ABOUT THIS BOOK
The U.S. Constitution opens by proclaiming the sovereignty of all citizens: "We the People." Robert Tsai's gripping history of alternative constitutions invites readers into the circle of those who have rejected this ringing assertion--the defiant groups that refused to accept the Constitution's definition of who "the people" are and how their authority should be exercised.
America's Forgotten Constitutions is the story of America as told by dissenters: squatters, Native Americans, abolitionists, socialists, internationalists, and racial nationalists. Beginning in the nineteenth century, Tsai chronicles eight episodes in which discontented citizens took the extraordinary step of drafting a new constitution. He examines the alternative Americas envisioned by John Brown (who dreamed of a republic purged of slavery), Robert Barnwell Rhett (the Confederate "father of secession"), and Etienne Cabet (a French socialist who founded a utopian society in Illinois). Other dreamers include the University of Chicago academics who created a world constitution for the nuclear age; the Republic of New Afrika, which demanded a separate country carved from the Deep South; and the contemporary Aryan movement, which plans to liberate America from multiculturalism and feminism.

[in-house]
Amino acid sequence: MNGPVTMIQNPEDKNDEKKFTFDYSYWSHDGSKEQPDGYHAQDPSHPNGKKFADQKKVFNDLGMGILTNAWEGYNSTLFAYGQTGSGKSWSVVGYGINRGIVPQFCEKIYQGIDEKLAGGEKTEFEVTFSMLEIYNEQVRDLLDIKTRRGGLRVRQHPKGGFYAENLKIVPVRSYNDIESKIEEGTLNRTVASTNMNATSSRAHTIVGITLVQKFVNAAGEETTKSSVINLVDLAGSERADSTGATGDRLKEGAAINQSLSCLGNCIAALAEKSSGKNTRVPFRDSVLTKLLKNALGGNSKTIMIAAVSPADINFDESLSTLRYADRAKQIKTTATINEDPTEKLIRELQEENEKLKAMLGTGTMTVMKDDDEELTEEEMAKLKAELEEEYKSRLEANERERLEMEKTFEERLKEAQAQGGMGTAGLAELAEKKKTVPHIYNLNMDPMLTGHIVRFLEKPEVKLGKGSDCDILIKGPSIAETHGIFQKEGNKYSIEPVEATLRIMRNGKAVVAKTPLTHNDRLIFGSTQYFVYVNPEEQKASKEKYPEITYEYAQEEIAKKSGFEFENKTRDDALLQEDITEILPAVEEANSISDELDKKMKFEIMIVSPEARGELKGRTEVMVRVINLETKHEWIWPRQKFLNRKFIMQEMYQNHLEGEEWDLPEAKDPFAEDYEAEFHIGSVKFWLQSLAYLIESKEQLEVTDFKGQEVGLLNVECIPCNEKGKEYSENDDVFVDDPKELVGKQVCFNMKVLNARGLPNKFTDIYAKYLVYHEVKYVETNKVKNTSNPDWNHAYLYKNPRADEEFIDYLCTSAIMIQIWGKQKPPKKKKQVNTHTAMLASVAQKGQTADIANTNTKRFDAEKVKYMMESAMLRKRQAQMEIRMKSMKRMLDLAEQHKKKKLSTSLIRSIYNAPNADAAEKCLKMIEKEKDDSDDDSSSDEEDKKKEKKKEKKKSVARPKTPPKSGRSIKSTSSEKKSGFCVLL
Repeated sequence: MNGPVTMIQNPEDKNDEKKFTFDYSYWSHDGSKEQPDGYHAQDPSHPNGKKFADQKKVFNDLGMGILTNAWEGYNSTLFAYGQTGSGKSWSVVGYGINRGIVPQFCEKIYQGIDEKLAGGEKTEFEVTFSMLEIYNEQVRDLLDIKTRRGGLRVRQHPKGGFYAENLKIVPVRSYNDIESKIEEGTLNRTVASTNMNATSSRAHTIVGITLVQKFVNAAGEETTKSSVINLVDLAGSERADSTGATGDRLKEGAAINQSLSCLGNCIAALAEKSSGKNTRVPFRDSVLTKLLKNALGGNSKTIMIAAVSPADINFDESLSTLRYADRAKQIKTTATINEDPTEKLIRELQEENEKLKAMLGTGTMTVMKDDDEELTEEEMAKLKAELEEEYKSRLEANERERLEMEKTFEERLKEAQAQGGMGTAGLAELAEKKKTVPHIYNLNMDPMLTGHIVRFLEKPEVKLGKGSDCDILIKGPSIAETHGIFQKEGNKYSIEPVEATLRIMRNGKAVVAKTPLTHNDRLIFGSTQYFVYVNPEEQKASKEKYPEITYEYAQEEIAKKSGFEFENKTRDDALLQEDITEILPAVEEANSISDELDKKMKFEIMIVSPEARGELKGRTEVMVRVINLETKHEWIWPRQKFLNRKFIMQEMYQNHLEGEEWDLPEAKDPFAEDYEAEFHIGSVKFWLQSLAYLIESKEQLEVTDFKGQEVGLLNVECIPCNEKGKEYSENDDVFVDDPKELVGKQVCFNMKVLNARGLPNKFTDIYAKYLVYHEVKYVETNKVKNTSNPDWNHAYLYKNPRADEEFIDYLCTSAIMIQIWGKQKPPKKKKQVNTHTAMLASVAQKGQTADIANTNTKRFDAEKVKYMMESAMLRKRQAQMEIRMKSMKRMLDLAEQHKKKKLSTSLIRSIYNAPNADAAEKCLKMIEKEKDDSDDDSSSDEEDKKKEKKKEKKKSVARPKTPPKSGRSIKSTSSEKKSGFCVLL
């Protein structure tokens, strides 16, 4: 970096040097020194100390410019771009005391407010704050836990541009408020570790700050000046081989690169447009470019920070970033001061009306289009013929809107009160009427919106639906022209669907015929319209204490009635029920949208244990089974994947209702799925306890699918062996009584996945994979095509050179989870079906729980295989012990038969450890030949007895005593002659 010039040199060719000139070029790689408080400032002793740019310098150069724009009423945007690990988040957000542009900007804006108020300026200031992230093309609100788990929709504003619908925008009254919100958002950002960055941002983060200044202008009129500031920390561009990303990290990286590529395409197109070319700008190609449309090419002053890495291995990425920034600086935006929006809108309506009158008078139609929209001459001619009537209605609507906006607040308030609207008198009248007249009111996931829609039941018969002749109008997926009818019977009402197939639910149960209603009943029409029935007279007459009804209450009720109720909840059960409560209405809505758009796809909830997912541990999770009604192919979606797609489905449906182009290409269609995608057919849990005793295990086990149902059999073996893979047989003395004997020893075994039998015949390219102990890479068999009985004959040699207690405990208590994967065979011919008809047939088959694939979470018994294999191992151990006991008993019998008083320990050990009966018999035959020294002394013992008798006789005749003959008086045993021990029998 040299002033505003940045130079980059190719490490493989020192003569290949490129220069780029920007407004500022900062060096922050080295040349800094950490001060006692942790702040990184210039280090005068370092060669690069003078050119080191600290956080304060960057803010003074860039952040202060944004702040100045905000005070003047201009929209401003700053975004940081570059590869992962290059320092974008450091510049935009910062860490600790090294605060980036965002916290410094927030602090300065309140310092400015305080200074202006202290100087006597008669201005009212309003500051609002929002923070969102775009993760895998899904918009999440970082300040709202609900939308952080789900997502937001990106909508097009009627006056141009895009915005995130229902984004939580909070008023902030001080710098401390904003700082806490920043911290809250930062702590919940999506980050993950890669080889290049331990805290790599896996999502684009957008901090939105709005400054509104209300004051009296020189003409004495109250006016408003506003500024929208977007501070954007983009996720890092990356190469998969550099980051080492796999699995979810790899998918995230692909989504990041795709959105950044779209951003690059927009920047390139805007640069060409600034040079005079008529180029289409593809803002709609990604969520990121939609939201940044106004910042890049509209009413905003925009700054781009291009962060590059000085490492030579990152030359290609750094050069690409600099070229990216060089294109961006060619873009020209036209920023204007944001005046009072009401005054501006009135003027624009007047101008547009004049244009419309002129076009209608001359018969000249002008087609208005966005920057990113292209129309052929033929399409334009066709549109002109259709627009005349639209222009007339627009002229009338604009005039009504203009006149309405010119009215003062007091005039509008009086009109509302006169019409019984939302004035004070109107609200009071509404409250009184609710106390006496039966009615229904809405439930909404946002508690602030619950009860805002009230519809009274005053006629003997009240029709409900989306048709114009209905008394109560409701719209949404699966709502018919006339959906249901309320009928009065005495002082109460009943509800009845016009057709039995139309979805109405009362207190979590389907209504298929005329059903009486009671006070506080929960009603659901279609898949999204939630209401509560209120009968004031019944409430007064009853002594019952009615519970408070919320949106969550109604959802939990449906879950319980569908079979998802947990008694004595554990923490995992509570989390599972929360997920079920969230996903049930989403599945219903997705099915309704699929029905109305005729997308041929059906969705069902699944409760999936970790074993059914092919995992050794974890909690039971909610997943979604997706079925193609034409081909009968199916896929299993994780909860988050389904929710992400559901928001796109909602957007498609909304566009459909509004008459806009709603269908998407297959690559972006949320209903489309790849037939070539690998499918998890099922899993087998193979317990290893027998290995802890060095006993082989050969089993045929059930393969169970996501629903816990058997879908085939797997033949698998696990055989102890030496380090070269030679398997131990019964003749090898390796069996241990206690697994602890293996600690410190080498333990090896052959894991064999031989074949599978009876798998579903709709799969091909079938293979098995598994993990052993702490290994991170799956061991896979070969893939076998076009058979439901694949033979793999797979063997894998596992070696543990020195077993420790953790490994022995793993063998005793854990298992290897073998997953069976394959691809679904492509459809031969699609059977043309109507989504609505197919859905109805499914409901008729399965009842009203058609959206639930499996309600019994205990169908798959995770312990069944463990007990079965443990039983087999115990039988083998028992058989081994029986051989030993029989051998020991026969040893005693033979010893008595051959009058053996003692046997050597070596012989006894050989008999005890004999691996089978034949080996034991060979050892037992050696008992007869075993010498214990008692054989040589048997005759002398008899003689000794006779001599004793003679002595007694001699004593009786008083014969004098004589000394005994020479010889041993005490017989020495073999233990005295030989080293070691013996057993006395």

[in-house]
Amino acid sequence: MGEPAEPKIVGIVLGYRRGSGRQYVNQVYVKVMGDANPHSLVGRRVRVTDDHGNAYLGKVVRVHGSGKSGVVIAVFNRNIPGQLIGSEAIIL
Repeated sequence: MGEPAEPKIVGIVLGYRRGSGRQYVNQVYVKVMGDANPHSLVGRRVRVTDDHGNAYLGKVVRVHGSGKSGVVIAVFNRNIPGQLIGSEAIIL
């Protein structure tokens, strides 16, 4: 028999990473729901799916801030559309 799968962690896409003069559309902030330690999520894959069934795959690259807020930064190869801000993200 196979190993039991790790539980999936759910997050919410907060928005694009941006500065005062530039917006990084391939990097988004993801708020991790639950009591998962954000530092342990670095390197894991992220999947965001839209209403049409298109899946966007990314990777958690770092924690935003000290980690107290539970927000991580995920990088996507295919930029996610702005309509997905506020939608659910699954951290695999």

Countering those who treat constitutional law as a single tradition, Tsai argues that the ratification of the Constitution did not quell debate but kindled further conflicts over basic questions of power and community. He explains how the tradition mutated over time, inspiring generations and disrupting the best-laid plans for simplicity and order. Idealists on both the left and right will benefit from reading these cautionary tales.
Engaging to read… [Tsai’s] picture is far richer than the grim founder worship usually found in American political orthodoxy… For Tsai’s constitution writers, the U.S. Constitution stands as an obligatory model, something they necessarily define themselves in relation to. All designed some sort of republic. All detailed mechanisms for ‘popular decision making, divided powers, and enumerated rights.’ And all, in the end, underline just how largely the Constitution figures in the American political imagination: less a charter of freedom than a document of power.